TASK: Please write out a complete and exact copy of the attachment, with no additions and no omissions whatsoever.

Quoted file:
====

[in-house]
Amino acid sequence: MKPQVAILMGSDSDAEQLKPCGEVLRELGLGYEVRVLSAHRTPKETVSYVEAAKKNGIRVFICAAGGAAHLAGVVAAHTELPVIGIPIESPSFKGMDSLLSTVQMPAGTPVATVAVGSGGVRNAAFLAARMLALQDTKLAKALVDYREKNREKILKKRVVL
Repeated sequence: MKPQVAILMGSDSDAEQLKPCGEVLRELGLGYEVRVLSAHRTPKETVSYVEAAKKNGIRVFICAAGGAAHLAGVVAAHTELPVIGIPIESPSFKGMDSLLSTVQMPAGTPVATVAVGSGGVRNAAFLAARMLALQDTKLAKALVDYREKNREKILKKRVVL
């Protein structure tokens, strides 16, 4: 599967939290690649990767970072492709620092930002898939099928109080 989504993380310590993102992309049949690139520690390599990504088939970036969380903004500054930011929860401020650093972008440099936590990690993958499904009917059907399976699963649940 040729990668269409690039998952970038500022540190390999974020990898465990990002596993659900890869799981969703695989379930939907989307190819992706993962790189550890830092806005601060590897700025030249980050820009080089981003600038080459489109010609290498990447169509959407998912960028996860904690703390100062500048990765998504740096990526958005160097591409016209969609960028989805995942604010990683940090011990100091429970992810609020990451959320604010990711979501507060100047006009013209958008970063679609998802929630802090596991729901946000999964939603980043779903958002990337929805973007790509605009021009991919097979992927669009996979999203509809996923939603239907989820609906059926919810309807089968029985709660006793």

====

[in-house]
Amino acid sequence: MKPQVAILMGSDSDAEQLKPCGEVLRELGLGYEVRVLSAHRTPKETVSYVEAAKKNGIRVFICAAGGAAHLAGVVAAHTELPVIGIPIESPSFKGMDSLLSTVQMPAGTPVATVAVGSGGVRNAAFLAARMLALQDTKLAKALVDYREKNREKILKKRVVL
Repeated sequence: MKPQVAILMGSDSDAEQLKPCGEVLRELGLGYEVRVLSAHRTPKETVSYVEAAKKNGIRVFICAAGGAAHLAGVVAAHTELPVIGIPIESPSFKGMDSLLSTVQMPAGTPVATVAVGSGGVRNAAFLAARMLALQDTKLAKALVDYREKNREKILKKRVVL
């Protein structure tokens, strides 16, 4: 599967939290690649990767970072492709620092930002898939099928109080 989504993380310590993102992309049949690139520690390599990504088939970036969380903004500054930011929860401020650093972008440099936590990690993958499904009917059907399976699963649940 040729990668269409690039998952970038500022540190390999974020990898465990990002596993659900890869799981969703695989379930939907989307190819992706993962790189550890830092806005601060590897700025030249980050820009080089981003600038080459489109010609290498990447169509959407998912960028996860904690703390100062500048990765998504740096990526958005160097591409016209969609960028989805995942604010990683940090011990100091429970992810609020990451959320604010990711979501507060100047006009013209958008970063679609998802929630802090596991729901946000999964939603980043779903958002990337929805973007790509605009021009991919097979992927669009996979999203509809996923939603239907989820609906059926919810309807089968029985709660006793």